The resolution lists 18 endangered or threatened plants and animals within Los Alamos County, including the Jemez Mountain Salamander and the wood lily.
    According to Jones, there have been 88 attempts to “repeal, limit, adversely alter or defund all or part of the Endangered Species Act.” He talked about the need for this type of protection.

  • Henins not guilty in standoff case

    Mark Henins, a Los Alamos man who was involved in a standoff with police this summer, has been found not guilty on all charges related to the incident, when he was arrested for allegedly smashing his neighbor’s window and assault.
    A police report on the June 19 incident said Henins, 49, allegedly made remarks of a sexual nature toward his neighbor’s 15-year-old daughter before allegedly smashing her bedroom window with a rock.
    The people he allegedly verbally assaulted were neighbors of his at the Caballo Peak Apartments on Canyon Road.
    Police were called twice to Henins’ residence on June 19, and on the second call, police, looking through his window, said they observed Henins take a gun off a table and retreat into another part of his apartment. This action caused the police to close off a section of Canyon Road for two hours and evacuate the complex while they negotiated with Henins to come out. The standoff ended peacefully. The “gun” turned out to be a pellet gun. Henins was later released on bond.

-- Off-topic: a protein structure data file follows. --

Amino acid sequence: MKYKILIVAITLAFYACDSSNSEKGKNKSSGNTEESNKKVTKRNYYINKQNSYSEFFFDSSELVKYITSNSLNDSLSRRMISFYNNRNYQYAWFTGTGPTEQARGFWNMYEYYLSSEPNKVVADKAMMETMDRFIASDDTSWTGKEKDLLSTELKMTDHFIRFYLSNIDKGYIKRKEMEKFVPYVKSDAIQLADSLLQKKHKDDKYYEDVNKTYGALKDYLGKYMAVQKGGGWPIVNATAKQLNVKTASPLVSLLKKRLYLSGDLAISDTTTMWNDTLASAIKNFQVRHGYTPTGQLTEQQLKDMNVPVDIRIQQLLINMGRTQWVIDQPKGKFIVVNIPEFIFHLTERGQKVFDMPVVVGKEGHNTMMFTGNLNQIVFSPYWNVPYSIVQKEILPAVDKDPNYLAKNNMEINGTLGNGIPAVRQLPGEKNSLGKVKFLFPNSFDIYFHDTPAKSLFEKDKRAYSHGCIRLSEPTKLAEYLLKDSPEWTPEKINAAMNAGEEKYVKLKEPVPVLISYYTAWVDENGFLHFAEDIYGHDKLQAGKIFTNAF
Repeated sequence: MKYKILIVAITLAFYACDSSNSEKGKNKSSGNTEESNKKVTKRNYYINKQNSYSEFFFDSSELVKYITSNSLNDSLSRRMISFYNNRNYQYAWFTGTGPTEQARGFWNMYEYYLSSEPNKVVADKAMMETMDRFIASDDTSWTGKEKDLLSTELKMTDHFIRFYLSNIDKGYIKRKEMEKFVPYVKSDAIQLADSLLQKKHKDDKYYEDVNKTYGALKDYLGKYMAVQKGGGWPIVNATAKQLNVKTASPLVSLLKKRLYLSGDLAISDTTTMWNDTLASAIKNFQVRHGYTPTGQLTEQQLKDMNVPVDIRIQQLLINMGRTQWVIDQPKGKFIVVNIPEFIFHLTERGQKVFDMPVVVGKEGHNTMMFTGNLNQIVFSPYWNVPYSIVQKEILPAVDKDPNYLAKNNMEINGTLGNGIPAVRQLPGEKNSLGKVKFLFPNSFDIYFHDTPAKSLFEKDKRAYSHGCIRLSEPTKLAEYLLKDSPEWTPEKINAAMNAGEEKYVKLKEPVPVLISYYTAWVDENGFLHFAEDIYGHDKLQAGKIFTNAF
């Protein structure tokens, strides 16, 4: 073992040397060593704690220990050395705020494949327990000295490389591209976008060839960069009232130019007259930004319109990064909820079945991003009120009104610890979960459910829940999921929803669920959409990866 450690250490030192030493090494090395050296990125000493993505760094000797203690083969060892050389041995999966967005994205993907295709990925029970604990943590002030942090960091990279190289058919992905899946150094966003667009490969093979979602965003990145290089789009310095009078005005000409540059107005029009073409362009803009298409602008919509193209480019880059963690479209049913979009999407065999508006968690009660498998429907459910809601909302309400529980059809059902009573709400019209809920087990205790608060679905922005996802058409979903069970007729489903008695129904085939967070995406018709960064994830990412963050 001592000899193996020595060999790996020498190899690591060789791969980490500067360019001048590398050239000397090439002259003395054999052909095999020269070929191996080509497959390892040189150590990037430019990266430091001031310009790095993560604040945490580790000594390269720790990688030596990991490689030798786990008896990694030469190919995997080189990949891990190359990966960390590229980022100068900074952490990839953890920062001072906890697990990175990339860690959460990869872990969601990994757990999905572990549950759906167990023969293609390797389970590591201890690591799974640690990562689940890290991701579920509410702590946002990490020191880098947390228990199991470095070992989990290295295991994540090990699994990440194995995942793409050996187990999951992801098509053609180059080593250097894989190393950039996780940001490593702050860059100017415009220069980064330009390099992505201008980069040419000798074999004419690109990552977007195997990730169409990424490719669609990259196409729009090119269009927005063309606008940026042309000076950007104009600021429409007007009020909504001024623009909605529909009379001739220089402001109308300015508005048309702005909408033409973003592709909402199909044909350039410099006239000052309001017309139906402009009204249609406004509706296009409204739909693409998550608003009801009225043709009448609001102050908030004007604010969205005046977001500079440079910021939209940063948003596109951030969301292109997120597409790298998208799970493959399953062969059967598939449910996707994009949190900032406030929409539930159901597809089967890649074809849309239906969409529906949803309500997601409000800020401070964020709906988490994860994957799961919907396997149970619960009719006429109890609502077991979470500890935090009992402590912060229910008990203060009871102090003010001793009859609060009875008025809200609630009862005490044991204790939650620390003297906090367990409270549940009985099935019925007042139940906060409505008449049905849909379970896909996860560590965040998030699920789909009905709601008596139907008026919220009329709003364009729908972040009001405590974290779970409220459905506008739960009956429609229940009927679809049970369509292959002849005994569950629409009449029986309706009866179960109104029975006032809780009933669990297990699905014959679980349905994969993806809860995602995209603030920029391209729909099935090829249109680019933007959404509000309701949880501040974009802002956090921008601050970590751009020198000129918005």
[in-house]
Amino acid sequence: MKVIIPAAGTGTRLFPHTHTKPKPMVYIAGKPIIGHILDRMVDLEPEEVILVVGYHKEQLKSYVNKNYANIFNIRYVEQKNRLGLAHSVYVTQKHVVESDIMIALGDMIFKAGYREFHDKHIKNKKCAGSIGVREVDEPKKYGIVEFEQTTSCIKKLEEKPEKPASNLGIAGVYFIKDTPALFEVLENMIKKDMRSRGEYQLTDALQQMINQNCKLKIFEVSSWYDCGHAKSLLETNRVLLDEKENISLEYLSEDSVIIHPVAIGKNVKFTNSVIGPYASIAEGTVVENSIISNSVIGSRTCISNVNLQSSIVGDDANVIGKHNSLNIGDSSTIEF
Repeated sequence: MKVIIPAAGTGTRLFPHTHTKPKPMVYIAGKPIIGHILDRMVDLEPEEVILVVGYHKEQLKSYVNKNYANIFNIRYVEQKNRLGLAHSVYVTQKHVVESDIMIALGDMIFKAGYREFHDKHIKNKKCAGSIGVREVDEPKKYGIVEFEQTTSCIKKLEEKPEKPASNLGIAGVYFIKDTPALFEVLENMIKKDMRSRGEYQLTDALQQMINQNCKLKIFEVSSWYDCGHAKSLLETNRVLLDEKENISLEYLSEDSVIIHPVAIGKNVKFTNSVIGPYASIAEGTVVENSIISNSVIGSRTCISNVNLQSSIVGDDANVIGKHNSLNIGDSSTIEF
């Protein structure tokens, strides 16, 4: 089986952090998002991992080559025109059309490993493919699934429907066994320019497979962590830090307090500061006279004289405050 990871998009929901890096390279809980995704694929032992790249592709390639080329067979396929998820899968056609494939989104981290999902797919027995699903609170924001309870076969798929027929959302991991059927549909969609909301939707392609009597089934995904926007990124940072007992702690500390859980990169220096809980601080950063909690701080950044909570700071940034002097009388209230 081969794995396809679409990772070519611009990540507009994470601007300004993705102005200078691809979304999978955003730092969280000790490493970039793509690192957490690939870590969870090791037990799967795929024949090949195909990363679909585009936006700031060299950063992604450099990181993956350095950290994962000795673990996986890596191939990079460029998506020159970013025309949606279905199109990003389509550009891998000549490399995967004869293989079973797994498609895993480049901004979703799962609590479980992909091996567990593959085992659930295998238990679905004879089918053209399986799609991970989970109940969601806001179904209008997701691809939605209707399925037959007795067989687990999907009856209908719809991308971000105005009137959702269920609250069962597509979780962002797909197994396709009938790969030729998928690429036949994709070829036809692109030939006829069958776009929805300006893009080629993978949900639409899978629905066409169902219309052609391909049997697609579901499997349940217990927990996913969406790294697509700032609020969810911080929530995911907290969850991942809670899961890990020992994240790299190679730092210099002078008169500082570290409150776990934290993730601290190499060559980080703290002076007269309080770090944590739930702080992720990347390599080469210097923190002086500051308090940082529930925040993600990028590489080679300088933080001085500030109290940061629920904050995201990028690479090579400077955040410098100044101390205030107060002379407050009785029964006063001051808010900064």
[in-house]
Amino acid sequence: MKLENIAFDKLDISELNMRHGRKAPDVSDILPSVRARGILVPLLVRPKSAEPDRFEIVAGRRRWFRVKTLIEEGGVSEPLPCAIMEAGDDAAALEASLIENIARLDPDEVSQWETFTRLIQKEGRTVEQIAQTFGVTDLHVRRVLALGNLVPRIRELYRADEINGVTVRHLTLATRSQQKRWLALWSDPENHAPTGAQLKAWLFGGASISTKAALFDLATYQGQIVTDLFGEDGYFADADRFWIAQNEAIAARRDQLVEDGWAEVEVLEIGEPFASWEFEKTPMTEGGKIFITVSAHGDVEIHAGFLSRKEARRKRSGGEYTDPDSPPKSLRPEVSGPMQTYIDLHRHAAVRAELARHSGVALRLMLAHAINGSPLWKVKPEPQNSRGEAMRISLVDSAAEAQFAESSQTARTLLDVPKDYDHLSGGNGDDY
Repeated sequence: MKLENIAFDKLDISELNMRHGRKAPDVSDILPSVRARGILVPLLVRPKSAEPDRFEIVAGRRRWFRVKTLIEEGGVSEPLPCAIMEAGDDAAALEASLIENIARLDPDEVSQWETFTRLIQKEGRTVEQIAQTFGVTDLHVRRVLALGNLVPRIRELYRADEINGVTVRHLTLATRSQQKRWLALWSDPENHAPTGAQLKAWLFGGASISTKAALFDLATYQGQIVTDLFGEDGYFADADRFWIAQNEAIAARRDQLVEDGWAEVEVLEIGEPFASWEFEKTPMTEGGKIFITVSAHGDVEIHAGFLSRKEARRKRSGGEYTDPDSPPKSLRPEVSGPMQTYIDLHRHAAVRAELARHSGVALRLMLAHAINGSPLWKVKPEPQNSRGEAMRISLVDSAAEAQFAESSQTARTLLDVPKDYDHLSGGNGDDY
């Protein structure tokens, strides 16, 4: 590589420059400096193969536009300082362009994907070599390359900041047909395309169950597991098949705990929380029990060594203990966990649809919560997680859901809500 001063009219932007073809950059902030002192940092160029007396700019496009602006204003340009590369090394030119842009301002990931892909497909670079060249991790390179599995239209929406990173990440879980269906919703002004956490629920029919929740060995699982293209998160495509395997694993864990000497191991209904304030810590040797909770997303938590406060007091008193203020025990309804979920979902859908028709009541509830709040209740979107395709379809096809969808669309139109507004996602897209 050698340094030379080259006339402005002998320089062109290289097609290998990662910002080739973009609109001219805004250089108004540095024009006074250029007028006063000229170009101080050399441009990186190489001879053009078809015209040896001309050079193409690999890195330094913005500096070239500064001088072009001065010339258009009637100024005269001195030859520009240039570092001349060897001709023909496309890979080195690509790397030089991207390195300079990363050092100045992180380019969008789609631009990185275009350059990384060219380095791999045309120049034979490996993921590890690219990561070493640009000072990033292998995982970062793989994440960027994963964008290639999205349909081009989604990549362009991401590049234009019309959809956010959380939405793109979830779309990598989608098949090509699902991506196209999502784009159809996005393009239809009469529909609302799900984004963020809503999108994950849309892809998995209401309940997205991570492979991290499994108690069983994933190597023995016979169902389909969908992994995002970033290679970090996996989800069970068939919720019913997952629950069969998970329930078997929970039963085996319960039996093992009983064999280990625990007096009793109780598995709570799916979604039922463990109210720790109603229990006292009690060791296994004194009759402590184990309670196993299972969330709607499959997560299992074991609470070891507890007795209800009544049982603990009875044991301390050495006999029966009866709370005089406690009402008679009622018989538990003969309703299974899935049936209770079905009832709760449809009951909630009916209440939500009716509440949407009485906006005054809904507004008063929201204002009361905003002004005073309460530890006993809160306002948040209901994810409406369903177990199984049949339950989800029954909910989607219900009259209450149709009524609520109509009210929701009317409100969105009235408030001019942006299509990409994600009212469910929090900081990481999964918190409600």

In Los Alamos Municipal Court on Monday, Henins represented himself, and the state was represented by attorney AJ Salazar. Appearing as witnesses were the teen’s mother and Los Alamos Police Officer David Boe, one of the officers that responded to the standoff.

  • County gets high marks on audit; 1 of 4 with a clean bill of health

    The New Mexico Office of the State Auditor has given Los Alamos County’s governmental entities a clean bill of health, one of only four counties that had no findings in this year’s audit. Chaves, Doña Ana and Quay counties also had no findings.
    The audit report states: “Annual audits provide important information regarding the financial health of governmental entities, highlight areas where corrective action is necessary to safeguard public tax dollars, and bring the agency into compliance with applicable laws, rules and regulations.”
    “I’m happy that the county has once again achieved high marks on its annual audit, and I want to express my appreciation for everyone who assisted in this effort,” County Manager Harry Burgess said.
    The full report can be found at http://osanm.org/government_accountability_office.